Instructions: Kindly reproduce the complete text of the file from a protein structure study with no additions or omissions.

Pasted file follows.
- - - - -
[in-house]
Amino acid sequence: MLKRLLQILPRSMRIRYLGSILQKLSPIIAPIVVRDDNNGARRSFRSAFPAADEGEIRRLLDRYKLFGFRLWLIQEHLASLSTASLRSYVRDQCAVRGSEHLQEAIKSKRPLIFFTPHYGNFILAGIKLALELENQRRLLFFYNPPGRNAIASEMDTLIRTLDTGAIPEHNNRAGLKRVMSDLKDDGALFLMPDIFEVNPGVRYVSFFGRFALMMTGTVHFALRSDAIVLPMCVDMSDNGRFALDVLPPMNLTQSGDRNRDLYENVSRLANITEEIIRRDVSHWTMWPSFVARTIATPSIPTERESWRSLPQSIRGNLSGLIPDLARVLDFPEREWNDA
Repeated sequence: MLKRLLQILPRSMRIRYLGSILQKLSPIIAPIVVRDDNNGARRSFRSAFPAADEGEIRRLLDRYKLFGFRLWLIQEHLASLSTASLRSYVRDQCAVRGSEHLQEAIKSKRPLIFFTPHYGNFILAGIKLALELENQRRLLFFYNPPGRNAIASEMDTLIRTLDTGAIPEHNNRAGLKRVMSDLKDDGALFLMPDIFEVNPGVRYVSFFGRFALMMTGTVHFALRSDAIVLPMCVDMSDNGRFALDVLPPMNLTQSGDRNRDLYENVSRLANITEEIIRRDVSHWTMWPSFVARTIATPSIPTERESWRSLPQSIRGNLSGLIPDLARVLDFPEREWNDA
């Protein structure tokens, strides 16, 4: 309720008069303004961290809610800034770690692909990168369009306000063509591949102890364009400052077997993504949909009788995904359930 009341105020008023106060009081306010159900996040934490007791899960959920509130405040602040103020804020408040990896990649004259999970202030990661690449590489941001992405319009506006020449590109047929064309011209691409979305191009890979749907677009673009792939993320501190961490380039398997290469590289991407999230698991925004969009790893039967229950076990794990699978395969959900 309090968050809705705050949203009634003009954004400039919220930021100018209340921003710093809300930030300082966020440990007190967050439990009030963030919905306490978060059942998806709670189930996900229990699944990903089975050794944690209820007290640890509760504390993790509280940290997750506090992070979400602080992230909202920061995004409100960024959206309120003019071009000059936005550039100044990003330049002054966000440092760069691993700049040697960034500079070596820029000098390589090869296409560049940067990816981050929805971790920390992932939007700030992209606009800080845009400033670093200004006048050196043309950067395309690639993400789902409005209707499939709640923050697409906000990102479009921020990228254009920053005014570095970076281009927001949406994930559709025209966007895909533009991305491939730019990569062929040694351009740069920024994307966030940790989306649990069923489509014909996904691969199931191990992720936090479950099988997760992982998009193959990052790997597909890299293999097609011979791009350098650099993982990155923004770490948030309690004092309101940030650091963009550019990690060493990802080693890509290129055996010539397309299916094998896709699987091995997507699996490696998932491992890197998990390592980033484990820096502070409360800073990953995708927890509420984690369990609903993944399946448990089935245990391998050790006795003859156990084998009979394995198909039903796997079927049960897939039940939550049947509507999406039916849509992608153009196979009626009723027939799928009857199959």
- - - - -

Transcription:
[in-house]
Amino acid sequence: MLKRLLQILPRSMRIRYLGSILQKLSPIIAPIVVRDDNNGARRSFRSAFPAADEGEIRRLLDRYKLFGFRLWLIQEHLASLSTASLRSYVRDQCAVRGSEHLQEAIKSKRPLIFFTPHYGNFILAGIKLALELENQRRLLFFYNPPGRNAIASEMDTLIRTLDTGAIPEHNNRAGLKRVMSDLKDDGALFLMPDIFEVNPGVRYVSFFGRFALMMTGTVHFALRSDAIVLPMCVDMSDNGRFALDVLPPMNLTQSGDRNRDLYENVSRLANITEEIIRRDVSHWTMWPSFVARTIATPSIPTERESWRSLPQSIRGNLSGLIPDLARVLDFPEREWNDA
Repeated sequence: MLKRLLQILPRSMRIRYLGSILQKLSPIIAPIVVRDDNNGARRSFRSAFPAADEGEIRRLLDRYKLFGFRLWLIQEHLASLSTASLRSYVRDQCAVRGSEHLQEAIKSKRPLIFFTPHYGNFILAGIKLALELENQRRLLFFYNPPGRNAIASEMDTLIRTLDTGAIPEHNNRAGLKRVMSDLKDDGALFLMPDIFEVNPGVRYVSFFGRFALMMTGTVHFALRSDAIVLPMCVDMSDNGRFALDVLPPMNLTQSGDRNRDLYENVSRLANITEEIIRRDVSHWTMWPSFVARTIATPSIPTERESWRSLPQSIRGNLSGLIPDLARVLDFPEREWNDA
């Protein structure tokens, strides 16, 4: 309720008069303004961290809610800034770690692909990168369009306000063509591949102890364009400052077997993504949909009788995904359930 009341105020008023106060009081306010159900996040934490007791899960959920509130405040602040103020804020408040990896990649004259999970202030990661690449590489941001992405319009506006020449590109047929064309011209691409979305191009890979749907677009673009792939993320501190961490380039398997290469590289991407999230698991925004969009790893039967229950076990794990699978395969959900 309090968050809705705050949203009634003009954004400039919220930021100018209340921003710093809300930030300082966020440990007190967050439990009030963030919905306490978060059942998806709670189930996900229990699944990903089975050794944690209820007290640890509760504390993790509280940290997750506090992070979400602080992230909202920061995004409100960024959206309120003019071009000059936005550039100044990003330049002054966000440092760069691993700049040697960034500079070596820029000098390589090869296409560049940067990816981050929805971790920390992932939007700030992209606009800080845009400033670093200004006048050196043309950067395309690639993400789902409005209707499939709640923050697409906000990102479009921020990228254009920053005014570095970076281009927001949406994930559709025209966007895909533009991305491939730019990569062929040694351009740069920024994307966030940790989306649990069923489509014909996904691969199931191990992720936090479950099988997760992982998009193959990052790997597909890299293999097609011979791009350098650099993982990155923004770490948030309690004092309101940030650091963009550019990690060493990802080693890509290129055996010539397309299916094998896709699987091995997507699996490696998932491992890197998990390592980033484990820096502070409360800073990953995708927890509420984690369990609903993944399946448990089935245990391998050790006795003859156990084998009979394995198909039903796997079927049960897939039940939550049947509507999406039916849509992608153009196979009626009723027939799928009857199959």